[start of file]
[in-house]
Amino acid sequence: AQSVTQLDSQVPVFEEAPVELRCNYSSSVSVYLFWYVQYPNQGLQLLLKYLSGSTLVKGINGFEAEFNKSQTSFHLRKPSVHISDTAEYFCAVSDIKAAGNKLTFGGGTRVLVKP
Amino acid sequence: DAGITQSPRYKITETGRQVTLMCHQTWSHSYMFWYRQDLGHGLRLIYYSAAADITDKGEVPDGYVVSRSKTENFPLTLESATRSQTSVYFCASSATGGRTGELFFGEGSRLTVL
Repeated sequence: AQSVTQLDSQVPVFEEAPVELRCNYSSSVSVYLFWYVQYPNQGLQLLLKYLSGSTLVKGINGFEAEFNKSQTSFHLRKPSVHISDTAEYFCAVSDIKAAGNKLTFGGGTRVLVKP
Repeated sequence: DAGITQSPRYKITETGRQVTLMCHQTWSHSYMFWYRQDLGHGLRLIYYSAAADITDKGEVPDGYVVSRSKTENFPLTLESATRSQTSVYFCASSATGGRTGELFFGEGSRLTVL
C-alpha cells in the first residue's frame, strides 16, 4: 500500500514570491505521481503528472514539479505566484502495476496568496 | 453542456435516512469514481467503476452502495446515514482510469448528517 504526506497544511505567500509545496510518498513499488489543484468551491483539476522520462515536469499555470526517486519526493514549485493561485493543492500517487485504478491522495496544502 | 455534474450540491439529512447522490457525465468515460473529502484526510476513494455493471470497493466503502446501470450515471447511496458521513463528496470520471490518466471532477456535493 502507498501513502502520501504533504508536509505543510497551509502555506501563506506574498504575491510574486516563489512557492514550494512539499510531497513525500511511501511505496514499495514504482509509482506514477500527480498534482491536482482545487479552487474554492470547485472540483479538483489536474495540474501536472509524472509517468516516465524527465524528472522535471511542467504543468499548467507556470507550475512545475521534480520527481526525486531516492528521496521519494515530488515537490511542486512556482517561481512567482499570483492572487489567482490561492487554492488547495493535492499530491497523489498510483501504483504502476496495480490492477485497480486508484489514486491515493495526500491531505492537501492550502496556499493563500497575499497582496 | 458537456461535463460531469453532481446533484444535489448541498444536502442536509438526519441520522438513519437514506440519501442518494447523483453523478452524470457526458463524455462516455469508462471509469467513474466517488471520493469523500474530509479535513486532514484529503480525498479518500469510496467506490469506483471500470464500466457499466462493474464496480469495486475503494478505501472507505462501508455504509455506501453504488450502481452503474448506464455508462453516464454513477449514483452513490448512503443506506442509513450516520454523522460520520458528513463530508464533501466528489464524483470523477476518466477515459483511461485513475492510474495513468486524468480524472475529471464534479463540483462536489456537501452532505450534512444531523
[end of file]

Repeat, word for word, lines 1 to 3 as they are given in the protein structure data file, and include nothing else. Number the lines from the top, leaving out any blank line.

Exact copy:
[in-house]
Amino acid sequence: AQSVTQLDSQVPVFEEAPVELRCNYSSSVSVYLFWYVQYPNQGLQLLLKYLSGSTLVKGINGFEAEFNKSQTSFHLRKPSVHISDTAEYFCAVSDIKAAGNKLTFGGGTRVLVKP
Amino acid sequence: DAGITQSPRYKITETGRQVTLMCHQTWSHSYMFWYRQDLGHGLRLIYYSAAADITDKGEVPDGYVVSRSKTENFPLTLESATRSQTSVYFCASSATGGRTGELFFGEGSRLTVL